Emergency Preparedness For Pets: Are You Prepared?

Dog on the road with stick in mouth

If your family is like most across the country, your pets are important members of the household. They are also affected when disaster strikes. Whether the emergency is a tornado or wildfire, you might need to employ different measures to ensure all family members, including pets, are safe.

For example, you may need to evacuate your home. Please do not leave your pets behind if you evacuate your home! Domesticated animals likely cannot survive on their own if they are left behind. If you and your family need to evacuate to a public shelter, be aware that animals may not be allowed inside. Develop a back up plan with shelter alternatives for your entire household.

With any emergency, you might need to improvise and use what you have on hand to ensure the safety of your household. We have compiled a disaster supply kit checklist and a few tips to help you be prepared. For more information, visit our Disaster Preparedness Plan guide.

Disaster supply kit for pets

Keep these supplies in a sturdy container, such as a duffel bag, backpack, or covered storage container, which can be easily accessed and carried. A pet emergency preparedness kit should include:

  • Canned and dry food for 3-7 days; favorite treats and snacks
  • Bottled water for 3-7 days
  • Collapsible food and water bowls (Bamboo Silicone Pop-Up Travel Bowl)
  • Manual can opener
  • Medications and medical records stored in a waterproof container
  • Pet first aid kit (AKC Pet First Aid Kit):
    • Gauze pads, adhesive tape, antiseptic or rubbing alcohol, over-the-counter antibiotic lotion; for dressing wounds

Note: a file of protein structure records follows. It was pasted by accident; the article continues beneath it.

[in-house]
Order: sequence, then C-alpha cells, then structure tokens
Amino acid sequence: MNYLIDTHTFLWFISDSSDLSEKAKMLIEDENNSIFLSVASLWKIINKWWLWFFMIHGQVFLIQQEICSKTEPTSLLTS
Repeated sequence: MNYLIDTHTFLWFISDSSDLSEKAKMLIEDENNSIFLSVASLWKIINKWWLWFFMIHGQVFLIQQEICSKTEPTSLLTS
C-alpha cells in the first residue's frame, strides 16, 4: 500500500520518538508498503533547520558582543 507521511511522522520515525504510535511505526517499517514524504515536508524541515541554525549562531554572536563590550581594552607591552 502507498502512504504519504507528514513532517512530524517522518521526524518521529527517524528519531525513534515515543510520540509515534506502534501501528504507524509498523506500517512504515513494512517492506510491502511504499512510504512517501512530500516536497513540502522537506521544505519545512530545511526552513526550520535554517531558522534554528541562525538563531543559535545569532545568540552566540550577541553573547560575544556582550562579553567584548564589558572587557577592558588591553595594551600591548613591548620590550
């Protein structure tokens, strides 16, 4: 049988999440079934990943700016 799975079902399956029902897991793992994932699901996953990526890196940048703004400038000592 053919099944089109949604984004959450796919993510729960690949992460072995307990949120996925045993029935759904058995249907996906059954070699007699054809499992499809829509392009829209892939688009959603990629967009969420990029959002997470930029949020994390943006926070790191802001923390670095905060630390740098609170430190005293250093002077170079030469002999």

• Ice pack
    • Over-the-counter allergy medication; for allergic reactions
  • Pet first aid book (Dog First Aid: A Field Guide)
  • Disposable litter boxes, like an aluminum roasting pan; litter
  • Newspapers or cage liners
  • Pet toys and the pet's bed, if it is easy to transport; for comfort and to reduce stress
  • Disposable garbage bags, paper towels, and disinfectant; for clean up
  • Grooming items; hair brush, nail clippers, toothbrush, ear-cleaning solution, and pet shampoo to maintain pet hygiene
  • Sturdy leashes, harnesses, and an extra collar
  • Crate, carrier, or traveling bag; to transport pets safely and ensure they cannot escape
  • Blankets or towels; for bedding, warmth, scooping up a scared pet, or covering the cage or crate
  • Pillow cases; for short-term transport of snakes
  • Current photos and descriptions of your pets; to prove they are yours and to help others identify them in case they run away
  • Information on feeding schedules, medical conditions, and behavioral problems
  • The name and telephone number of pet's veterinarian
  • Flashlight with extra batteries; for extra lighting or to look for a runaway pet

Extra tips

When you are preparing for an emergency, it's important to remember that if a situation is not safe for you, it's not safe for your pets. Here are a few other tips to keep in mind and help you be more prepared:

  • Replace pet food and water every two months to ensure freshness
  • Do not leave pet behind if you evacuate your home
  • Develop a back-up emergency plan with neighbors, friends, or relatives so someone is available to evacuate or care for or evacuate your pets if you are not home
  • Place rescue alert sticker in your home's front-facing windows to let rescue crew know the types of pets that are part of your household
  • To protect your pup outside emergency situations, we've put together a list of the best pet-friendly security systems.